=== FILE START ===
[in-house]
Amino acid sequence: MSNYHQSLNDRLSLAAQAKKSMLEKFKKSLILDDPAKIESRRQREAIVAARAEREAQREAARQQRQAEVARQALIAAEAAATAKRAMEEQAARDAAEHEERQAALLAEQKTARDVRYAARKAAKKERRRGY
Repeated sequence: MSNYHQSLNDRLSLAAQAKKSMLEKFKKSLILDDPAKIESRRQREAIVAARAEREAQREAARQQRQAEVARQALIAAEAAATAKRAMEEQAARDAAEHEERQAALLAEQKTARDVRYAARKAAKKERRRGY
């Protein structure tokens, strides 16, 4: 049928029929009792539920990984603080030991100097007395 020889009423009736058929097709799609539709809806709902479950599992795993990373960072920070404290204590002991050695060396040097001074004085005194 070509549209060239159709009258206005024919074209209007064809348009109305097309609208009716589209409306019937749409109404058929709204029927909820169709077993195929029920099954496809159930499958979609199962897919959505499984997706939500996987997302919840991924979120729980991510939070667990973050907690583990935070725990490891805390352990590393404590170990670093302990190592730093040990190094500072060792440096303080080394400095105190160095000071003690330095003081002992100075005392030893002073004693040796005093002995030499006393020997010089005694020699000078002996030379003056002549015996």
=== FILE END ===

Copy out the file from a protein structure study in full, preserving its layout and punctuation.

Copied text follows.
[in-house]
Amino acid sequence: MSNYHQSLNDRLSLAAQAKKSMLEKFKKSLILDDPAKIESRRQREAIVAARAEREAQREAARQQRQAEVARQALIAAEAAATAKRAMEEQAARDAAEHEERQAALLAEQKTARDVRYAARKAAKKERRRGY
Repeated sequence: MSNYHQSLNDRLSLAAQAKKSMLEKFKKSLILDDPAKIESRRQREAIVAARAEREAQREAARQQRQAEVARQALIAAEAAATAKRAMEEQAARDAAEHEERQAALLAEQKTARDVRYAARKAAKKERRRGY
């Protein structure tokens, strides 16, 4: 049928029929009792539920990984603080030991100097007395 020889009423009736058929097709799609539709809806709902479950599992795993990373960072920070404290204590002991050695060396040097001074004085005194 070509549209060239159709009258206005024919074209209007064809348009109305097309609208009716589209409306019937749409109404058929709204029927909820169709077993195929029920099954496809159930499958979609199962897919959505499984997706939500996987997302919840991924979120729980991510939070667990973050907690583990935070725990490891805390352990590393404590170990670093302990190592730093040990190094500072060792440096303080080394400095105190160095000071003690330095003081002992100075005392030893002073004693040796005093002995030499006393020997010089005694020699000078002996030379003056002549015996």